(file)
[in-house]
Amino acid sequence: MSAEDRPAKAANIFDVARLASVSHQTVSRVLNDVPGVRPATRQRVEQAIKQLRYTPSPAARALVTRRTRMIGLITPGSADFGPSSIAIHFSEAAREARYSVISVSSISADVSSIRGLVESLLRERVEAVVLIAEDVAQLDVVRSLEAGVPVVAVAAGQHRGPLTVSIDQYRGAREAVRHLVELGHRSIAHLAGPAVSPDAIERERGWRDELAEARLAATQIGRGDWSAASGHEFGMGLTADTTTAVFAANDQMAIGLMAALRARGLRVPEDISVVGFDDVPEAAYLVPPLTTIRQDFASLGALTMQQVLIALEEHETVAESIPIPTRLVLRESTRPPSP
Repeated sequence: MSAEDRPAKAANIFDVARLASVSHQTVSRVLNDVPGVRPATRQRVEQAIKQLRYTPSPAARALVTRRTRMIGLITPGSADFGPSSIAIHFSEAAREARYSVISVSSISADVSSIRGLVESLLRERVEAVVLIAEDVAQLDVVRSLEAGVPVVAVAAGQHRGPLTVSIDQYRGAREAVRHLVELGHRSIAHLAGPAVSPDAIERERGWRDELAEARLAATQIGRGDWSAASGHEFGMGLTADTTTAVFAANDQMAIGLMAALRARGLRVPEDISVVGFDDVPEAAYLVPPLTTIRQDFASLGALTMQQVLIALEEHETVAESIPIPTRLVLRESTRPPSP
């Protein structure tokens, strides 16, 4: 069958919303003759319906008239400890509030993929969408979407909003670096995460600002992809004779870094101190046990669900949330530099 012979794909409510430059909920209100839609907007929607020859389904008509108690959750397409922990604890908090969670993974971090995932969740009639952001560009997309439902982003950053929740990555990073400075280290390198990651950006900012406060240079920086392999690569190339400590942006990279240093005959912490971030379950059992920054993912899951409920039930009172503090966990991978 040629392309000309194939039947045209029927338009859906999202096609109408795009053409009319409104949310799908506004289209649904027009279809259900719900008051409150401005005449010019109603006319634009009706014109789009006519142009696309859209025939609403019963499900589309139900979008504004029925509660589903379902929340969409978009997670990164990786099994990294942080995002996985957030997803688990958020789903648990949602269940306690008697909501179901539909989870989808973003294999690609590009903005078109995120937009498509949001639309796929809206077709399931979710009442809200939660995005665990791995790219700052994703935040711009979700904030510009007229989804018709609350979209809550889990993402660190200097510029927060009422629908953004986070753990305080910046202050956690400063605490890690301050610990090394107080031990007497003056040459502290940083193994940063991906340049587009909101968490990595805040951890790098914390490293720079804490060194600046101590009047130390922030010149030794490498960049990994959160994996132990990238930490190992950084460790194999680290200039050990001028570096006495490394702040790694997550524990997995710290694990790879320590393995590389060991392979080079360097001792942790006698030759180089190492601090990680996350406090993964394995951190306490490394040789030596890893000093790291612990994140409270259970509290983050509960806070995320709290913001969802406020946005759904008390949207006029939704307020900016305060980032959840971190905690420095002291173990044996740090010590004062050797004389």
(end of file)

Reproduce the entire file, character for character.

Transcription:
[in-house]
Amino acid sequence: MSAEDRPAKAANIFDVARLASVSHQTVSRVLNDVPGVRPATRQRVEQAIKQLRYTPSPAARALVTRRTRMIGLITPGSADFGPSSIAIHFSEAAREARYSVISVSSISADVSSIRGLVESLLRERVEAVVLIAEDVAQLDVVRSLEAGVPVVAVAAGQHRGPLTVSIDQYRGAREAVRHLVELGHRSIAHLAGPAVSPDAIERERGWRDELAEARLAATQIGRGDWSAASGHEFGMGLTADTTTAVFAANDQMAIGLMAALRARGLRVPEDISVVGFDDVPEAAYLVPPLTTIRQDFASLGALTMQQVLIALEEHETVAESIPIPTRLVLRESTRPPSP
Repeated sequence: MSAEDRPAKAANIFDVARLASVSHQTVSRVLNDVPGVRPATRQRVEQAIKQLRYTPSPAARALVTRRTRMIGLITPGSADFGPSSIAIHFSEAAREARYSVISVSSISADVSSIRGLVESLLRERVEAVVLIAEDVAQLDVVRSLEAGVPVVAVAAGQHRGPLTVSIDQYRGAREAVRHLVELGHRSIAHLAGPAVSPDAIERERGWRDELAEARLAATQIGRGDWSAASGHEFGMGLTADTTTAVFAANDQMAIGLMAALRARGLRVPEDISVVGFDDVPEAAYLVPPLTTIRQDFASLGALTMQQVLIALEEHETVAESIPIPTRLVLRESTRPPSP
């Protein structure tokens, strides 16, 4: 069958919303003759319906008239400890509030993929969408979407909003670096995460600002992809004779870094101190046990669900949330530099 012979794909409510430059909920209100839609907007929607020859389904008509108690959750397409922990604890908090969670993974971090995932969740009639952001560009997309439902982003950053929740990555990073400075280290390198990651950006900012406060240079920086392999690569190339400590942006990279240093005959912490971030379950059992920054993912899951409920039930009172503090966990991978 040629392309000309194939039947045209029927338009859906999202096609109408795009053409009319409104949310799908506004289209649904027009279809259900719900008051409150401005005449010019109603006319634009009706014109789009006519142009696309859209025939609403019963499900589309139900979008504004029925509660589903379902929340969409978009997670990164990786099994990294942080995002996985957030997803688990958020789903648990949602269940306690008697909501179901539909989870989808973003294999690609590009903005078109995120937009498509949001639309796929809206077709399931979710009442809200939660995005665990791995790219700052994703935040711009979700904030510009007229989804018709609350979209809550889990993402660190200097510029927060009422629908953004986070753990305080910046202050956690400063605490890690301050610990090394107080031990007497003056040459502290940083193994940063991906340049587009909101968490990595805040951890790098914390490293720079804490060194600046101590009047130390922030010149030794490498960049990994959160994996132990990238930490190992950084460790194999680290200039050990001028570096006495490394702040790694997550524990997995710290694990790879320590393995590389060991392979080079360097001792942790006698030759180089190492601090990680996350406090993964394995951190306490490394040789030596890893000093790291612990994140409270259970509290983050509960806070995320709290913001969802406020946005759904008390949207006029939704307020900016305060980032959840971190905690420095002291173990044996740090010590004062050797004389």